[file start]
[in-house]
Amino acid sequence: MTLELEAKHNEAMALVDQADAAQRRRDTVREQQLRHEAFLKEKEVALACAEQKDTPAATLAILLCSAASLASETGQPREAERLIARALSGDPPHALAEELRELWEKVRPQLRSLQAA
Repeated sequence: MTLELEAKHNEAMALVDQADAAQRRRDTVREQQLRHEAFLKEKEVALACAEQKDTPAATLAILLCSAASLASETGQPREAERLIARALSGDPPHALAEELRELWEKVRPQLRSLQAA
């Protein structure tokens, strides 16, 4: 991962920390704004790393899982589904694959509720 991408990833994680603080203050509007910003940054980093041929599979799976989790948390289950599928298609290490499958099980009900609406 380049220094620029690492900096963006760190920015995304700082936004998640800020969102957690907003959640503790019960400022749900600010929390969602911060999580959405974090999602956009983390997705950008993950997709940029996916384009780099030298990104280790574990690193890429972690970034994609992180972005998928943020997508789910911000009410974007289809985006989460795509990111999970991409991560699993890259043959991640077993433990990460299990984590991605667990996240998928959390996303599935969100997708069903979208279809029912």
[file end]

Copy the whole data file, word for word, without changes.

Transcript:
[in-house]
Amino acid sequence: MTLELEAKHNEAMALVDQADAAQRRRDTVREQQLRHEAFLKEKEVALACAEQKDTPAATLAILLCSAASLASETGQPREAERLIARALSGDPPHALAEELRELWEKVRPQLRSLQAA
Repeated sequence: MTLELEAKHNEAMALVDQADAAQRRRDTVREQQLRHEAFLKEKEVALACAEQKDTPAATLAILLCSAASLASETGQPREAERLIARALSGDPPHALAEELRELWEKVRPQLRSLQAA
């Protein structure tokens, strides 16, 4: 991962920390704004790393899982589904694959509720 991408990833994680603080203050509007910003940054980093041929599979799976989790948390289950599928298609290490499958099980009900609406 380049220094620029690492900096963006760190920015995304700082936004998640800020969102957690907003959640503790019960400022749900600010929390969602911060999580959405974090999602956009983390997705950008993950997709940029996916384009780099030298990104280790574990690193890429972690970034994609992180972005998928943020997508789910911000009410974007289809985006989460795509990111999970991409991560699993890259043959991640077993433990990460299990984590991605667990996240998928959390996303599935969100997708069903979208279809029912």